Santiago: A new generation of Peruvian soccer players can benefit from the country’s economic progress this century to end decades of underachievement, according to coach Pablo Bengoechea.
Peru have failed to reach the World Cup finals since 1982 and have not won the Copa America since 1975, something Uruguayan Bengoechea blames on the country’s social unrest and economic woes in the latter years of the 20th century.
“I’m very optimistic about Peru’s future, I see kids growing and that’s what is important, for the generations to grow and be good,” Bengoechea told Reuters in Santiago.
“In Peru, from the 1990s onwards life has been good, kids grow with the possibility of good nourishment, good education, and all that helps develop them (as players),” he said in an interview in the Chilean capital where the draw for the Copa America was held on Monday.
“Peru has paid a price for all the country went through in the 1980s or end of the 70s... The kids who grew up facing huge difficulties are those who have been playing in the national team and you pay for that in sporting terms.”
Peru was governed in the 1970s by two military regimes and in the subsequent years the country was plunged into violence fanned by extreme leftwing groups like Shining Path who wanted to install a new state through armed combat.
More than 50,000 people died in the fighting in the 1980s and by the end of the decade Peru’s economy was suffering from a lack of trade and hyperinflation, only opening up to the world market in the 90s and recovering its growth.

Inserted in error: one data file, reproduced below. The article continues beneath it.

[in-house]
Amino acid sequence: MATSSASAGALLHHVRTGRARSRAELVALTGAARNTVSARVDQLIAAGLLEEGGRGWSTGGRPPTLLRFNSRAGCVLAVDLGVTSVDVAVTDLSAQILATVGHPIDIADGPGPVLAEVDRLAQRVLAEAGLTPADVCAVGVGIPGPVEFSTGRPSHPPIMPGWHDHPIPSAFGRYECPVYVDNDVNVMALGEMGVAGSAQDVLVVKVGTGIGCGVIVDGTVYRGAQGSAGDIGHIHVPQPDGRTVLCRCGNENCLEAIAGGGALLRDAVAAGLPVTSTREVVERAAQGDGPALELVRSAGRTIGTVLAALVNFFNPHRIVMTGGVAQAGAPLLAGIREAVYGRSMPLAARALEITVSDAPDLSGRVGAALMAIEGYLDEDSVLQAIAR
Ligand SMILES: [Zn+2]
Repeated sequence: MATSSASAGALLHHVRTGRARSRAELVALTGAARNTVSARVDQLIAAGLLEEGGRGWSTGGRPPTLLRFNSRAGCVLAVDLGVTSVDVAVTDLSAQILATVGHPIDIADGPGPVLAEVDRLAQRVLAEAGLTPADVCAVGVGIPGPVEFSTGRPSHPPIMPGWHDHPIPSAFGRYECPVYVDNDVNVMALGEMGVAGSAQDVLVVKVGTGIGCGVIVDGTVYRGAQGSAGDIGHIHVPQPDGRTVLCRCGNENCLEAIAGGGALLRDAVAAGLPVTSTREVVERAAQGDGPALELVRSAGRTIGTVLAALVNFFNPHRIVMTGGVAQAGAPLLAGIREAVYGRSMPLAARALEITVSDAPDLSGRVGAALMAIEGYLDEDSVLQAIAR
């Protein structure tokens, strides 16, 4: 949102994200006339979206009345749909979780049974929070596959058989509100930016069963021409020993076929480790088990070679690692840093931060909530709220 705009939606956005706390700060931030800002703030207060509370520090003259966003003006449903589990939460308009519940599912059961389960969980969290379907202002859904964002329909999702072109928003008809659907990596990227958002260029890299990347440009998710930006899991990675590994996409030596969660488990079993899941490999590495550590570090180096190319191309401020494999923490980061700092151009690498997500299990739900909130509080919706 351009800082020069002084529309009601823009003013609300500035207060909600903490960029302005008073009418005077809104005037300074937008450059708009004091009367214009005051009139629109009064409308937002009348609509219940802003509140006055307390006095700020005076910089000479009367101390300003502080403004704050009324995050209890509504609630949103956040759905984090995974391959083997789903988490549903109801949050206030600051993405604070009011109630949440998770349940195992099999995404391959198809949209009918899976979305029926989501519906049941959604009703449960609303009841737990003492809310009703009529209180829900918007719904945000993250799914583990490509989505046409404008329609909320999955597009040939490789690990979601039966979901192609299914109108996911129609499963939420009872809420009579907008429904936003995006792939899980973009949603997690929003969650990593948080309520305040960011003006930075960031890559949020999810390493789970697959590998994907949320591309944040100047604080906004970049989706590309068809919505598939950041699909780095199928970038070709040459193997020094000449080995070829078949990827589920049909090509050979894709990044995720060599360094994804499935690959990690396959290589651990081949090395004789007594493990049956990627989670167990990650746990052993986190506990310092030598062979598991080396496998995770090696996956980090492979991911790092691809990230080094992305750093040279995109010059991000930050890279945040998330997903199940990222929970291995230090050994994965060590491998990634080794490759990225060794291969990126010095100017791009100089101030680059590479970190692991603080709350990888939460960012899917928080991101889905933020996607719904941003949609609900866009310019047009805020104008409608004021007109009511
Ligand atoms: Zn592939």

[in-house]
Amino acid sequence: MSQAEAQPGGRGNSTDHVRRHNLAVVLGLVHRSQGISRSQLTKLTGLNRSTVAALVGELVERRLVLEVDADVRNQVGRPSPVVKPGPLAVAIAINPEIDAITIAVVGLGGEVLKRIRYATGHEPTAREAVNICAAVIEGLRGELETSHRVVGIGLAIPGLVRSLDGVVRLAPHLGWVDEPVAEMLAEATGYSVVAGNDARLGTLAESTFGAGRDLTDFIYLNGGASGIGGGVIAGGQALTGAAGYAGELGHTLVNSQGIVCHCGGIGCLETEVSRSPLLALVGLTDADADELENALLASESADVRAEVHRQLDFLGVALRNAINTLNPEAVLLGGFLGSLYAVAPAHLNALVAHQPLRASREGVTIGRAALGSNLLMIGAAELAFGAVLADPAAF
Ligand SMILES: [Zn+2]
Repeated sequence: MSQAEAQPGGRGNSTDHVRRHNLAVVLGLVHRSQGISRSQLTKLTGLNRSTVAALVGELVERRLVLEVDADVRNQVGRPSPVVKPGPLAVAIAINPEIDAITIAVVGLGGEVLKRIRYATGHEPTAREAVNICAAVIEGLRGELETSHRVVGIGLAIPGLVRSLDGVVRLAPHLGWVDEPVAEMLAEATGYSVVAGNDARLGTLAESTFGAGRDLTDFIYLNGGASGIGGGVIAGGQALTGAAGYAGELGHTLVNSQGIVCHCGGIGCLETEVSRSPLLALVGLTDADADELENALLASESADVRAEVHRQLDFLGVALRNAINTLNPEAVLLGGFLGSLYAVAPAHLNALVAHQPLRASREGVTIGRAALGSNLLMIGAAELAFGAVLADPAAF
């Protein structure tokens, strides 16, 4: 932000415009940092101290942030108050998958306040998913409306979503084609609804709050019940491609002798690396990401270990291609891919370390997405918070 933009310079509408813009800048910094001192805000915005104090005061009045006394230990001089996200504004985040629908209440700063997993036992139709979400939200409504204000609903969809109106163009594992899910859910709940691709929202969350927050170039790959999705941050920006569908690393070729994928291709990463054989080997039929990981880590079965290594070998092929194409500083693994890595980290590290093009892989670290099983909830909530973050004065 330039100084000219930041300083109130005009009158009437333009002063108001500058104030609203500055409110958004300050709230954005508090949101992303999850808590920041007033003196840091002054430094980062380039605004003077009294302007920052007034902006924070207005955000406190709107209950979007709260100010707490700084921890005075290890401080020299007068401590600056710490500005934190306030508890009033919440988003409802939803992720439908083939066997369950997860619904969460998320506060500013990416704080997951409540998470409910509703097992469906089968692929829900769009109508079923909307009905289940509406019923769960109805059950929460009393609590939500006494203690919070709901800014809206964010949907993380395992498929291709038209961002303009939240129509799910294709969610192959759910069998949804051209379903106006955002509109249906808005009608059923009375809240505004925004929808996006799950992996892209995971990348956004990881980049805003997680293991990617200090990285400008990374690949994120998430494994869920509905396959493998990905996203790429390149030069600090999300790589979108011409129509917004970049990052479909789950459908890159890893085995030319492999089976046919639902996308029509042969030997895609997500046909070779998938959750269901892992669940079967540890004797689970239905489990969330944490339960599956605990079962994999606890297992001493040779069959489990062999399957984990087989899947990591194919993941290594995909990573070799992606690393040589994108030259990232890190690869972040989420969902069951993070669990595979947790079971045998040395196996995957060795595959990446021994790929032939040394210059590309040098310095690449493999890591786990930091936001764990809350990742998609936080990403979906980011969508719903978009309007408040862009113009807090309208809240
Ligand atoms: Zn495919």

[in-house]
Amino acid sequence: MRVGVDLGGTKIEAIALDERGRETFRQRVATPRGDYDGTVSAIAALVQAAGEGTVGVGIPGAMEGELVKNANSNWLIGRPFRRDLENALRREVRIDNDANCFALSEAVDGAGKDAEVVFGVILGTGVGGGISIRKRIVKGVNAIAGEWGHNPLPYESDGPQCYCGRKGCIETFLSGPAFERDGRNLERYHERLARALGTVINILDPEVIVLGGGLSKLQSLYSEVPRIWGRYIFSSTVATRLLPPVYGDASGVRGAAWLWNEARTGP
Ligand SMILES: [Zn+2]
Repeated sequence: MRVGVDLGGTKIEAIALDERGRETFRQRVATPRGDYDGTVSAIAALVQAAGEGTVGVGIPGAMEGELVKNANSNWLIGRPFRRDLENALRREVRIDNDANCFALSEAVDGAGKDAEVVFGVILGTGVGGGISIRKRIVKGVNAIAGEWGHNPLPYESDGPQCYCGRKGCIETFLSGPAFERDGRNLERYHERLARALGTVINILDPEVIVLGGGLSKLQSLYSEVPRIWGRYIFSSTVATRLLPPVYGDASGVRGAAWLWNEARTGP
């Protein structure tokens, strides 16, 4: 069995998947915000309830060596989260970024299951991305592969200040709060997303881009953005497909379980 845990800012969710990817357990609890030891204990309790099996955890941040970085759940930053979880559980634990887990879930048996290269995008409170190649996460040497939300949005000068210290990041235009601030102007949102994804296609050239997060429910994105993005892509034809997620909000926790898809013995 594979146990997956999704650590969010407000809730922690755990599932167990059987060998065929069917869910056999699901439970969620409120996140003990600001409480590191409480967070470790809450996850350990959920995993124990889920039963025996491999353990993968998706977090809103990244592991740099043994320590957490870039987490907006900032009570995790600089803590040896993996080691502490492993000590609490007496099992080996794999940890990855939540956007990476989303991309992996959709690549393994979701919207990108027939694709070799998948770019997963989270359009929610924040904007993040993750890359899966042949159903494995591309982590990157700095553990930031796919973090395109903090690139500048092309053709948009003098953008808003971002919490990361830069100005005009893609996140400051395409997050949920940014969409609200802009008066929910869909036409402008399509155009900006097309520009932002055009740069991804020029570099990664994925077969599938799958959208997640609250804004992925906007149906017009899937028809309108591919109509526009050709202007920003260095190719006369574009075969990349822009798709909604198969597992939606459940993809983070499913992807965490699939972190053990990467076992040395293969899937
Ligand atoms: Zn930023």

“Let’s hope greater numbers of players will emerge in Peru, we’re very happy with those coming through from the junior ranks and who are getting chances at national team level,” Bengoechea said.
The Copa America in Chile from June 11-July 4, 2015 is Peru’s next big challenge where they will look to at least equal their surprise third place in Argentina four years ago when striker Paolo Guerrero was crowned top scorer.
“There are kids who have been (in the squad) since then, some who are mature and others who are only now reaching their potential and were very young in the Copa.
“That’s a good memory that will be on our minds as the tournament approaches but we must always aim to improve,” said Bengoechea, who was assistant to compatriot Sergio Markarian at the time.
“The Copa America in a very special tournament, it’s like a World Cup, it’s played in 20 days and you have to get there in good shape. You have to make the most of the FIFA dates in March to reach conclusions (about the team),” added the 49-year-old, who won the tournament playing for Uruguay in 1987 and 1995.
Peru, who have been drawn in a tough Group C with Brazil, Colombia and Venezuela, will play warm-up friendlies against Chile and the Venezuelans in March.
Bengoechea, who was a creative midfielder with top Uruguayan club Penarol, took charge of Peru early this year after Markarian resigned following his failure to steer them to the World Cup in Brazil and he has a contract until the Copa.
He said he hoped the Chile tournament would be one of the best after the fine showing by Latin American teams at this year`s World Cup.
“We’ve just had a World Cup in which the countries of South America and Mexico have had great performances. From what we can see now, everyone wants their stars with them.
“There have been Copa Americas to which the teams did not take all their best players. One presumes this will be a very exciting Copa America. Those who shone at the World Cup will want to carry on the same and those of us who weren’t there will want to grow sports wise,” Bengoechea said.
He hopes to be able to count on one of Peru’s leading players, Schalke 04 striker Jefferson Farfan, who is recovering from a knee injury that has kept him sidelined for months.
“We believe that by January he will be playing again," said Bengoechea. "It’s good news for Peru, he’s a very important player for the national team. Let’s hope he ends his recovery well.”